Anne Bradstreet was not only the first English-speaking, North American poet, but she was also the first American, woman poet to have her works published. In 1650, without her knowledge, Bradstreet’s brother-in-law had many of her poems published in a collection called The Tenth Muse Lately Sprung Up In America. Although these poems did not reflect what would be her best work, they did emulate what would be the greatest influence on all of her writing. Anne Bradstreet’s Puritan life was the strongest, and the most obvious influence on her work. Whether it was her reason for writing, how she wrote, or what she wrote about, Bradstreet’s poems would reflect the influence of Puritan life and doctrine.
Puritan literature captures not only their beliefs as a religion, but their beliefs as individuals. All Puritan literature is utilitarian, meaning it is useful, purposeful, and reflecting a non-ornate style of writing. One of the most prominent of early English poets was Anne Bradstreet. Her poems reflect the utilitarian style, but do so in a way that is entirely unique to herself and her emotions. Anne Bradstreet opens the bridge between her faith and her personal experiences in her poetry. In her poems “Upon the Burning of Our House” and “In Reference to Her Children” she reflects utilitarianism by recounting the conflicts between her love of her worldly things and her devotion to God’s eternity.
The Puritan life, although simple, demanded diligence both mentally and spiritually which put stress on even the most faithful of followers. Although the common practice entailed brushing religious struggles under the rug, few writers bravely wrote of their religious doubts and endeavors to become better Puritans. Author Anne Bradstreet shows in her work “Here Follows Some Verse upon the Burning of Our House, July 10th, 1666” that religious struggles are often met by Puritans and it takes brave souls to admit their difficult time with their religion. This poem shows a woman dealing with a religious crisis and how even though she struggles her faith still holds strong in the end. Bradstreet’s poem displays a crisis of faith in her content
Spiritually, Bradstreet and her husband complete each other's lives so that in marriage they are one. Physically, no two people can be united as one. We see the togetherness Anne and her husband share as she says, "If ever two were one, then surely we," (1). This is an example of a paradox. "That when we live no more, we may live ever." in my opinion, is the strongest statement in the poem. She insists through this paradox that their love is eternal and that after they die they shall continue loving one another. However, it is impossible to be dead yet still living.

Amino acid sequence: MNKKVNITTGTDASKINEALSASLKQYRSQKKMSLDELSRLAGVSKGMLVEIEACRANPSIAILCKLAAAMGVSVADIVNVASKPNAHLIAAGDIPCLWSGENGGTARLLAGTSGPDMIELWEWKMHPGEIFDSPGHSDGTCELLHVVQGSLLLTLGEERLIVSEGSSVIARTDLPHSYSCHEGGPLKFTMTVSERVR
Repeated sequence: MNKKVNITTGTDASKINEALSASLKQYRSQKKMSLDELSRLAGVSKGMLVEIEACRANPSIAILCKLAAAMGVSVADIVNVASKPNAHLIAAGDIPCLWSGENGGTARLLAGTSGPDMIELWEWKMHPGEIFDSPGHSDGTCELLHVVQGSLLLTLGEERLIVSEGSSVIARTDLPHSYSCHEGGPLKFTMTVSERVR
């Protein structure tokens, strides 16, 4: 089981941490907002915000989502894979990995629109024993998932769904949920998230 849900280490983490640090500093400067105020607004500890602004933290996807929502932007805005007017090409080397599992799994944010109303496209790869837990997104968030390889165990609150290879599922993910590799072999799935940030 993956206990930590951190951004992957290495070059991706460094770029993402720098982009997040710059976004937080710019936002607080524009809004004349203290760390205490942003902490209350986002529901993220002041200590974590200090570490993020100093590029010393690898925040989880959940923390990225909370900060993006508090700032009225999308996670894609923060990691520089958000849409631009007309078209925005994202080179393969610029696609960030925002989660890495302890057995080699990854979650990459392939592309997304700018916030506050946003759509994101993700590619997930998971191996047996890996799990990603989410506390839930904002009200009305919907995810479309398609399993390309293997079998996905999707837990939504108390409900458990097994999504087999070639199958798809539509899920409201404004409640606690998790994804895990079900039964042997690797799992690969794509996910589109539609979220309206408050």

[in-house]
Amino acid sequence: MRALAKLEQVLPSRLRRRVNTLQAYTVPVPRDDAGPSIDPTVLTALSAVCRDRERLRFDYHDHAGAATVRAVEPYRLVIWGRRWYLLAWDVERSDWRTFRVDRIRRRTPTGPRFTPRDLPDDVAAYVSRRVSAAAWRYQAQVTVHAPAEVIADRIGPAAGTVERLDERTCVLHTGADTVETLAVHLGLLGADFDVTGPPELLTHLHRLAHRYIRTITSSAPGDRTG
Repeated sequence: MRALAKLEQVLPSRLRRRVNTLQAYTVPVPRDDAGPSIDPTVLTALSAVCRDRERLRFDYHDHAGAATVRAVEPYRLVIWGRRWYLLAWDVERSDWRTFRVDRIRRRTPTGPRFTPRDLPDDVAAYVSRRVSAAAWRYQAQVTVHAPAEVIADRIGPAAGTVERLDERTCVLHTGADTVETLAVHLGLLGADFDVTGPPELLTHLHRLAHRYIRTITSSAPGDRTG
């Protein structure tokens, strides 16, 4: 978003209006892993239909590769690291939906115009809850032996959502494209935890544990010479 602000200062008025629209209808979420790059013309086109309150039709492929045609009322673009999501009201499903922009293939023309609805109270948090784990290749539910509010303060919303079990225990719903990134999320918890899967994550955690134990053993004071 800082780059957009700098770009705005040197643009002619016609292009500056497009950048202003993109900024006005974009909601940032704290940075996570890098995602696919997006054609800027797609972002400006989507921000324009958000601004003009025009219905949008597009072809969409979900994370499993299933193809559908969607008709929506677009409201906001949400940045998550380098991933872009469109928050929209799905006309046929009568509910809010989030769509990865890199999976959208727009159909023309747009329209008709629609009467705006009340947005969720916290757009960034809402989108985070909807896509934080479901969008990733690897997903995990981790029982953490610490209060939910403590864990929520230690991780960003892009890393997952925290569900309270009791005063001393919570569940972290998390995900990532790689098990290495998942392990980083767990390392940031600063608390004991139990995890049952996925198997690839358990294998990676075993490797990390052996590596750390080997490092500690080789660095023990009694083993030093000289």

Another poem titled “The Author to Her Book” gives the reader the image of a baby being born. Bradstreet critics her works again and again seemingly portraying her works are not good enough. She refers to the “child” having blemishes and crippling handicaps that represents the deep faults and shortcomings in her work. Washing the child, rubbing off a blemish, and stretching its joints but failing to improve his imperfections all contribute to an image of Bradstreet rewriting her book. Dreadfully trying to increase the quality and standards in her work, the more imperfections she found. Towards the end of the poem Bradstreet talks about how she would give her ugly “child” new clothes and it just appears that her real life actions contradict her poem. She is actually very poor in life and could not afford new clothes thus sending her children away from the house.
Anne Bradstreet, as a poet, wrote as both a Puritan woman in her time and as a woman ahead of her time. Zach Hutchins analyzed this tension in “The Wisdom of Anne Bradstreet: Eschewing Eve and Emulating Elizabeth”, and makes a primary argument that three of Bradstreet’s poems provide evidence that Bradstreet rejects the Puritan views of a woman while keeping her own personal faith. Hutchins fither his argument by declaring that readers should not view Bradstreet as a symbol of rebellion or submission, instead as a symbol of wisdom.
Even though, she will not be able to repay him with money as materialistic things are not of value, Bradstreet will write about him in her poetry, to show him her gratitude and express her love for him. I feel that Bradstreet wrote her poems about her father to impress him and make sure he knew that she was doing everything she could to repay him and show him her gratefulness for life. Bradstreet never discredits her father or places any blame on him for anything happening in her life, which was true of Puritan beliefs at that time.
Bradstreet wanted her poetry to remain private. She accepted her poetry unconditionally, like a mother accepts her child, because if she tried to correct the poem's flaws more flaws appeared. A distinct expression of Bradstreet true love to her